Confluence | Mar 15, 2019 | 0
Saudi Arabia, Campa-Najjar, Trump: 3 Stories to Read October 10/15/2018
Reading Time: 3 minutes
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In the category of: When being anyone but yourself would be a better idea.
He delivered all the tired lines about “fake news” and the “very unfair” investigation into Russian election meddling. Once again, he complained about Barack Obama and Hillary Clinton and bragged that “I’m president and you’re not.”
In his interview with “60 Minutes” that aired Sunday, President Trump was the same man he has always been. And that’s the problem.
Trump refused to take responsibility for his divisive behavior, even denying that he mocked a woman who testified that she was sexually abused by his Supreme Court nominee Brett Kavanaugh when he obviously did. Asked whether he felt any regrets, he could only complain about how he’s been treated. And twice this most immature of men protested that “I’m not a baby.” Once this whine was offered as he confessed, “I don’t trust everyone at the White House.”
In the category of: Extremes create a lot of contrast and that’s not always bad.
How this Mexican-Palestinian-American progressive is selling the anti-corruption message in Trump country
Conservative Southern California has always been plagued with corruption scandals. Democrat Ammar Campa-Najjar thinks he can change that.
“I’m not like Hunter; I’m not flying pet rabbits around,” Campa-Najjar tells voters at every campaign stop. “People are telling me — Republican, Democrat, independent — they’re fed up. They’re done.”
Scandals like Hunter’s weigh heavily on elections. They can have a net effect of 9 percentage points in an election, FiveThirtyEight’s Nate Silver found in an analysis of past scandal-ridden incumbent candidates’ races. Hunter’s scandal alone prompted the nonpartisan Cook Political Report to move the midterm rating for California’s 50th District from Solid Republican to Leans Republican.
That’s why Democrats rolled out a national campaign earlier this year taking aim at corruption and pay-to-play politics in Washington under the Trump administration — a platform reminiscent of a message Democrats successfully campaigned on in 2006. (The Democratic Congressional Campaign Committee, the official campaign arm for House Democrats, still hasn’t gotten involved in Campa-Najjar’s campaign, though a DCCC aide said the organization is monitoring the race.)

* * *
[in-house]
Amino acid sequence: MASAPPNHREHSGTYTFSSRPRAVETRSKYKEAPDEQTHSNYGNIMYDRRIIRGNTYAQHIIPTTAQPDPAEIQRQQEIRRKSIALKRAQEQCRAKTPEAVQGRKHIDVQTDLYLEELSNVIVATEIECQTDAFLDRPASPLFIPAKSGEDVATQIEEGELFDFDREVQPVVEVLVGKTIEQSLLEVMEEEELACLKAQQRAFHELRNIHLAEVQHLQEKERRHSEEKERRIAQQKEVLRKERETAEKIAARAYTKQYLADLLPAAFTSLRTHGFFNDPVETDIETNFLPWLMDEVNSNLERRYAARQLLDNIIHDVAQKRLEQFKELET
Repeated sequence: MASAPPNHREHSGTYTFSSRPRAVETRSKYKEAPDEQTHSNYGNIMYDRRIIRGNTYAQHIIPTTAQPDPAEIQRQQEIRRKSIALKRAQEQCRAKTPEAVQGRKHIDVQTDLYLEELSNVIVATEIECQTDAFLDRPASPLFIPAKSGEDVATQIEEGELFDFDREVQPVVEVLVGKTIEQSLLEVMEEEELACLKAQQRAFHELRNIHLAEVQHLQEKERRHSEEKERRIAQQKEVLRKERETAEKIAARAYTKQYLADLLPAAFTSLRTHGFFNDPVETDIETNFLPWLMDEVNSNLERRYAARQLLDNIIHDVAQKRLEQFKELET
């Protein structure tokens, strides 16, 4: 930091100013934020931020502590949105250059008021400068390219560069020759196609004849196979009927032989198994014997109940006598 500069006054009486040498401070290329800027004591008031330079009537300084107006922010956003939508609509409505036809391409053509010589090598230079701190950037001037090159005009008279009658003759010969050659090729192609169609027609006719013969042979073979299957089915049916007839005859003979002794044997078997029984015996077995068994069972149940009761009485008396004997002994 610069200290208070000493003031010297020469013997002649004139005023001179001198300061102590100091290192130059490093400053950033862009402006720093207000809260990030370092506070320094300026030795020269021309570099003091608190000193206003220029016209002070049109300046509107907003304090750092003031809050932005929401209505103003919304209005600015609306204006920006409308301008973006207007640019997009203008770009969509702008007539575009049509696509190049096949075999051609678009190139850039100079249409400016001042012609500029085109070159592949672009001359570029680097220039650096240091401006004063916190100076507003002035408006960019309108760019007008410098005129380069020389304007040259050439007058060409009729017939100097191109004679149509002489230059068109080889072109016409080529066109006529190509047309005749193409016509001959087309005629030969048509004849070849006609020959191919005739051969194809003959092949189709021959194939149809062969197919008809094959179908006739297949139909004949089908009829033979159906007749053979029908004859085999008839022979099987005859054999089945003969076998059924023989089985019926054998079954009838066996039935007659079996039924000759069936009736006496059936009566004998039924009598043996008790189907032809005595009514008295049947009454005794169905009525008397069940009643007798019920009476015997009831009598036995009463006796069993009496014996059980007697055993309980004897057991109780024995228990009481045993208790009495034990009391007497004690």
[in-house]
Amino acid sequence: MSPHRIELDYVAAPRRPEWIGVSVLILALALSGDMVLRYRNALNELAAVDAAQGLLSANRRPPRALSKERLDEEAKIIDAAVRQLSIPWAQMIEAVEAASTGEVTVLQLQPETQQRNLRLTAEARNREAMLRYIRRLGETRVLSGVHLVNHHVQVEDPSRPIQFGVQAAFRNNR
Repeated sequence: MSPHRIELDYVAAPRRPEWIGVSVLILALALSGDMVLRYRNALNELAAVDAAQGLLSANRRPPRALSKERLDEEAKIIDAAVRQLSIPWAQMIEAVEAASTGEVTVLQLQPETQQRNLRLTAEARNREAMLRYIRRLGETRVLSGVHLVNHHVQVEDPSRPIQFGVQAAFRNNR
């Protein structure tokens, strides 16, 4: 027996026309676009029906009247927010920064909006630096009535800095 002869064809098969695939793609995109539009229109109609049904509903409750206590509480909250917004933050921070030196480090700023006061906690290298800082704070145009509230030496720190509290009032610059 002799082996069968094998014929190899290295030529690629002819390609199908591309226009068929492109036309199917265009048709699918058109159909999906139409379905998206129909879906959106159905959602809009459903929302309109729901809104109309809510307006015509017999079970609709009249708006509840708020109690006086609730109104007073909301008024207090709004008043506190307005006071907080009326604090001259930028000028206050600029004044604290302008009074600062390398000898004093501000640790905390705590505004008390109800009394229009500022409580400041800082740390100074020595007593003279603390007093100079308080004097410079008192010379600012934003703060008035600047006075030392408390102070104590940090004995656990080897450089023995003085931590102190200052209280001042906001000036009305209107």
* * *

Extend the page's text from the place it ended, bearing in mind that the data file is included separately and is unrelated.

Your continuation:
Still, this race continues to “lean Republican” in a district where voters have turned a blind eye to corruption scandals many times before.
In the category of: Go figure…
The blowback has been considerable and widespread.
Shares in Saudi Arabia plunged 9 percent in the past fortnight, wiping billions of dollars off the value of many leading Saudi companies. The reputational damage has also been profound, with business leaders from Wall Street and Silicon Valley distancing themselves from the regime.
British businessman Sir Richard Branson halted talks over a $1 billion Saudi investment in his space firms, while Silicon Valley leaders have removed themselves from the board of futuristic city-building project Neom.
Many speakers and media partners have also pulled out of the regime’s Future Investment Initiative conference, known as “Davos in the Desert.” JPMorgan Chase CEO Jamie Dimon became the latest withdrawal Sunday, saying he would not attend the event, scheduled for later this month, at which Prince Mohammed is scheduled to speak.
“A year ago people were hopeful that MBS was going to bring viable, feasible change that Western countries and business people had been hoping to see in the Kingdom for a long time, [but] over the past year, we have seen that the hope has not necessarily translated,” Vakil said.